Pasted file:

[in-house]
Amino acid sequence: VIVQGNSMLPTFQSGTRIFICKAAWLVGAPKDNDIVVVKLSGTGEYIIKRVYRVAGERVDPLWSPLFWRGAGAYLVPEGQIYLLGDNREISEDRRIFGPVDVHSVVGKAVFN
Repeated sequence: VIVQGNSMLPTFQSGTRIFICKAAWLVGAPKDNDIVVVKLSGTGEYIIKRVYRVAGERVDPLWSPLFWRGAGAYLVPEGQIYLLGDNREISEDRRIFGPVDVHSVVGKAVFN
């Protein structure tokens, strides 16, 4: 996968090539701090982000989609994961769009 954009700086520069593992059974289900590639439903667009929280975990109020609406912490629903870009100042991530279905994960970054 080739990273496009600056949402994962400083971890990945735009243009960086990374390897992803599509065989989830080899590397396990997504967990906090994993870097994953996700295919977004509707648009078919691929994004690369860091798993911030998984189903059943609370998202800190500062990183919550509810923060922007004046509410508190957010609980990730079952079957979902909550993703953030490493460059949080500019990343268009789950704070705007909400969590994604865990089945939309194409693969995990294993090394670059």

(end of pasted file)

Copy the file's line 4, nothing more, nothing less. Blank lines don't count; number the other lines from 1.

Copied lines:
């Protein structure tokens, strides 16, 4: 996968090539701090982000989609994961769009 954009700086520069593992059974289900590639439903667009929280975990109020609406912490629903870009100042991530279905994960970054 080739990273496009600056949402994962400083971890990945735009243009960086990374390897992803599509065989989830080899590397396990997504967990906090994993870097994953996700295919977004509707648009078919691929994004690369860091798993911030998984189903059943609370998202800190500062990183919550509810923060922007004046509410508190957010609980990730079952079957979902909550993703953030490493460059949080500019990343268009789950704070705007909400969590994604865990089945939309194409693969995990294993090394670059």